HELSINKI — Fans of skiing, saunas and Santa Claus won't be surprised to hear Finland is the happiest place to live.
The World Happiness Report published Wednesday ranked 156 countries by happiness levels, based on factors such as life expectancy, social support and corruption.
Unlike past years, the annual report published by the U.N. Sustainable Development Solutions Network also evaluated 117 countries by the happiness and well-being of their immigrants.
Canada in 7th place
Europe's Nordic nations, none particularly diverse, have dominated the index since it first was produced in 2012. In reaching No. 1, Finland nudged neighbouring Norway into second place.
Rounding out the Top 10 are Denmark, Iceland, Switzerland, Netherlands, Canada, New Zealand, Sweden and Australia. The United States fell to 18th place from 14th last year.
Relatively homogenous Finland has about 300,000 foreigners and residents with foreign roots, out of its 5.5 million people.
Its largest immigrant groups come from other European nations, but there also are communities from Afghanistan, China, Iraq and Somalia.
John Helliwell, a co-editor of the World Happiness Report and professor emeritus of economics at the University of British Columbia, noted all the top-10 nations scored highest in overall happiness and the happiness of immigrants. He said a society's happiness seems contagious.
"The most striking finding of the report is the remarkable consistency between the happiness of immigrants and the locally born," Helliwell said. "Those who move to happier countries gain, while those who move to less happy countries lose."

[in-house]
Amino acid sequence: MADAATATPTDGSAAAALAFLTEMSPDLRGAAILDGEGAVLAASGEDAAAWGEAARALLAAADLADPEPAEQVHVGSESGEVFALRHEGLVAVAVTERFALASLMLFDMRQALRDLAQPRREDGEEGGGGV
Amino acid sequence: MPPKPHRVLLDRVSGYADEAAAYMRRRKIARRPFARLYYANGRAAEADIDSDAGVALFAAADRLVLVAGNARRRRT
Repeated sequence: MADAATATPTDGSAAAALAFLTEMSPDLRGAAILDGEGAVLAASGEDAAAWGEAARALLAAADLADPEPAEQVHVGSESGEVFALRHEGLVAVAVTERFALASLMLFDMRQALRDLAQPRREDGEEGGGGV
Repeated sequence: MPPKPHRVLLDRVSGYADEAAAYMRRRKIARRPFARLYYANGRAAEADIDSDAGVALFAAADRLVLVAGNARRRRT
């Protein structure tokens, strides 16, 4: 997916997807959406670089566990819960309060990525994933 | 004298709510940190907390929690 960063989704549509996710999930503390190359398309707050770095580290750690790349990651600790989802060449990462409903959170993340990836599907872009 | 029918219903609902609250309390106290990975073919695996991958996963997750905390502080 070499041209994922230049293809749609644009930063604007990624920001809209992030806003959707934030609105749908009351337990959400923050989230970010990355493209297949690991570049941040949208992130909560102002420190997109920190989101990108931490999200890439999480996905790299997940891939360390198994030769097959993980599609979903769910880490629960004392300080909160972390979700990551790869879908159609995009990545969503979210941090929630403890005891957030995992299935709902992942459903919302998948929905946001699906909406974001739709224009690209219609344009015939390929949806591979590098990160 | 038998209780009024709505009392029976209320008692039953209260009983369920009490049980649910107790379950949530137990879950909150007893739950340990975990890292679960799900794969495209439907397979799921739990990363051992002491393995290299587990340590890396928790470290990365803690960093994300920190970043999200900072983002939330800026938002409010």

Meik Wiking, CEO of the Copenhagen-based Happiness Research Institute, said the five Nordic countries that reliably rank high in the index "are doing something right in terms of creating good conditions for good lives," something newcomers have noticed.
He said the happiness revealed in the survey derives from healthy amounts of both personal freedom and social security that outweigh residents having to pay "some of the highest taxes in the world."
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"Briefly put, (Nordic countries) are good at converting wealth into well-being," Wiking said. The finding on the happiness of immigrants "shows the conditions that we live under matter greatly to our quality of life, that happiness is not only a matter of choice."
The United States was 11th in the first index and has never been in the Top 10. To explain its fall to 18th, the report's authors cited several factors.
"The U.S. is in the midst of a complex and worsening public health crisis, involving epidemics of obesity, opioid addiction, and major depressive disorder that are all remarkable by global standards," the report said.
It added that the "sociopolitical system" in the United States produces more income inequality — a major contributing factor to unhappiness — than other countries with comparatively high incomes.
The United States also has seen declining "trust, generosity and social support, and those are some of the factors that explain why some countries are happier than others," Wiking said.